A Note From Dad

It’s Not About the Breakfast Burrito

A couple weeks ago, there was a big hoopty doo about the president of Chick-Fil-a voicing his company’s support of the traditional family, as defined in the Bible. It sparked a firestorm of back and forth’s between conservatives and liberals in all the major social media outlets…calling for boycotts and “buycotts” from both sides.

I’m not going into any more detail than that here today, but something occurred to me Sunday that got me thinking. As I left work Sunday morning, heading straight to church, I drove through another local restaurant (which shall remain unnamed) for the breakfast burrito combo. I wanted Chick-Fil-a, but it was Sunday. Gasp! They’re closed. They value the importance of the family, and of the family attending worship together, so much that they close the doors on Sunday. Awesome! I wish more companies would do that! That would be wicked cool to go back to a day in time when businesses all over town stayed closed on Sunday’s. Wait a minute. What about my breakfast?

I’m too young to remember a time in our nation’s history that businesses were closed on Sunday’s. My parents would remember, and my grandparents surely would. By the time I was old enough to notice these things, we could go the grocery store for milk on Sunday…pull into the gas station on Sunday night and fill up…go to a local restaurant after worship service and enjoy lunch. I’ve never known what it’s like to have to prepare for 6 days to be ready for self-sustainment on Sunday.

And yet, isn’t that what it would take to get other businesses to recognize the importance of a day of rest? If I (and millions of other customers) would simply not patronize businesses on Sunday, then sales would be so low on Sunday that they’d be losing money, and might…just maybe…recognize the “profit” in closing their doors for one day.

While I can’t be responsible for the other millions of people that movement would require, I can be responsible for me and my family. But in reality, is it worth it? Is it worth the effort it would take on my part to make such a drastic lifestyle change? I mean really…we do the after-church lunch thing…sometimes with friends. We’re rushed on Sunday nights, following services, and do the drive-thru to feed the kids before bed. I love going to the occasional football game (go Chiefs!) on Sunday afternoon. I enjoy patronizing the TV companies by watching the race or game in the afternoon (albeit while snoring most weeks). 🙂

Am I willing to give all that up? Am I willing to spend 6 days of the week planning for the 7th? Am I willing to just sit back and relax on Sunday and do nothing except worship and rest with my family? I don’t know…but wouldn’t it be hypocritical of me to not do just that? I’m not sure.

However, I do know that recognizing a day of Sabbath doesn’t have to be done on Sunday. It can be done on Monday, Tuesday, or any other day of the week. The day I choose as our day of rest may not be the day another family chooses. So if the day of week we do it doesn’t matter, does it really matter to take a day off at all?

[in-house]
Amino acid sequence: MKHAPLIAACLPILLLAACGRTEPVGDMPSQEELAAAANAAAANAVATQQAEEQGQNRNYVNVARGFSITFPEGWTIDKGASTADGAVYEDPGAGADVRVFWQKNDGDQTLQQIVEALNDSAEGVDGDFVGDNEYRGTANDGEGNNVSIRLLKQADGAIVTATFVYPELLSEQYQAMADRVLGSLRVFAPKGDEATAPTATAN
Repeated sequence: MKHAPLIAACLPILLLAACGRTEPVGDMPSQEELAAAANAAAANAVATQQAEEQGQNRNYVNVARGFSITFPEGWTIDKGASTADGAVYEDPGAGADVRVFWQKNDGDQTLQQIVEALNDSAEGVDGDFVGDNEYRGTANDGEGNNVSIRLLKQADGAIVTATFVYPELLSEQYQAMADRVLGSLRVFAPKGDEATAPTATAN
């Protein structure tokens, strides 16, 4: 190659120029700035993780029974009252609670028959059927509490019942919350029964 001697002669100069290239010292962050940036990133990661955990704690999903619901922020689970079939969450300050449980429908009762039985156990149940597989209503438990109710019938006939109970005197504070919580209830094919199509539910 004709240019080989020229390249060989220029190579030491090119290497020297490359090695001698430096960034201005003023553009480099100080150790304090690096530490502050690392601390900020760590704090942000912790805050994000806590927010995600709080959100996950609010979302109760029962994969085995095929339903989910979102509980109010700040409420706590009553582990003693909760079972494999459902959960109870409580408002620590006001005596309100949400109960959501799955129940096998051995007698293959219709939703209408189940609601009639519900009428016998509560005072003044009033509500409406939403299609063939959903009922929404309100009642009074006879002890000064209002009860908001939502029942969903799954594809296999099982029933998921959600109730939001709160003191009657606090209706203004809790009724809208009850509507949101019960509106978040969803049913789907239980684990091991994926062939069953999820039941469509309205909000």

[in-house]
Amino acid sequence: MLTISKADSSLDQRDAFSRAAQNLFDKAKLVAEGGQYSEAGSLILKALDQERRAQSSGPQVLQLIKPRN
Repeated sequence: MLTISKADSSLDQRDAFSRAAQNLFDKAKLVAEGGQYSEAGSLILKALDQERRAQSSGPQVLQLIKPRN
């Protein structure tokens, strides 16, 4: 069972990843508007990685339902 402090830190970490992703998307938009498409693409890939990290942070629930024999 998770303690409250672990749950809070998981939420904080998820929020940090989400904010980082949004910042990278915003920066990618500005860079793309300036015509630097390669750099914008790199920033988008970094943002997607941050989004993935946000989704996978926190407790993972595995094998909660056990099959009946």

It was important enough to God that He made it one of the top ten.

“Remember the Sabbath day by keeping it holy.” – Exodus 8:8

It was important enough that He set the example himself.

“For in six days the Lord made the heavens and the earth, the sea, and all that is in them, but he rested on the seventh day. Therefore the Lord blessed the Sabbath day and made it holy.” – Exodus 20:11

It is important enough to God because it’s important to our health (spiritual, mental and physical). He provided a day to us for our benefit, not his…for rest…restoration…rejuvenation…relaxation…for worship…for deepening our fellowship with Him. It’s not for His sake we need a day off…it’s for ours.

“The Sabbath was made for man, not man for the Sabbath.” – Mark 2:27

When we take a day from our hurried, fast-paced lives to refresh our spirit, to rest our minds and bodies and to fellowship with God, we recognize our dependence on Him…and we demonstrate how important God is to us. It’s not about when we do it. It’s about doing it. It’s not about what we eat for breakfast on Sunday morning…it’s not about the breakfast burrito at all. It’s about recognizing that God is God…and we are not.

Love,

Dad

2 thoughts on “It’s Not About the Breakfast Burrito”

  1. Food for thought: The Sabbath is Saturday. Christians traditionally take Sunday as their sabbath day because that is the day Jesus rose from the grave. In the early church, the first Christians (the Way…before they were called Christians) were Jews. So they’d go to the synagogue on Saturday and then, as Christians, would gather on Sunday. I’m pretty sure that’s the origin of the weekend but I’ll leave myself room to be wrong on this point.

    But whenever this subject of the Sabbath comes up, as a Christian, I remember a couple verses:

    “Therefore do not let anyone judge you by what you eat or drink, or with regard to a religious festival, a New Moon celebration or a Sabbath day. These are a shadow of the things that were to come; the reality, however, is found in Christ.” (Col 2:16-17)

    “One man considers one day more sacred than another; another man considers every day alike. Each one should be fully convinced in his own mind. He who regards one day as special, does so to the Lord. He who eats meat, eats to the Lord, for he gives thanks to God; and he who abstains, does so to the Lord and gives thanks to God.” (Rom 14:5-6)

    All in all, I say “Take a day off each week: it’s a godly thing to do.”

    1. Thank you for the insight. I was familiar with the second passage; did not recall the first. Great references. The history of the modern day weekend is interesting to know. Thanks for sharing. 🙂

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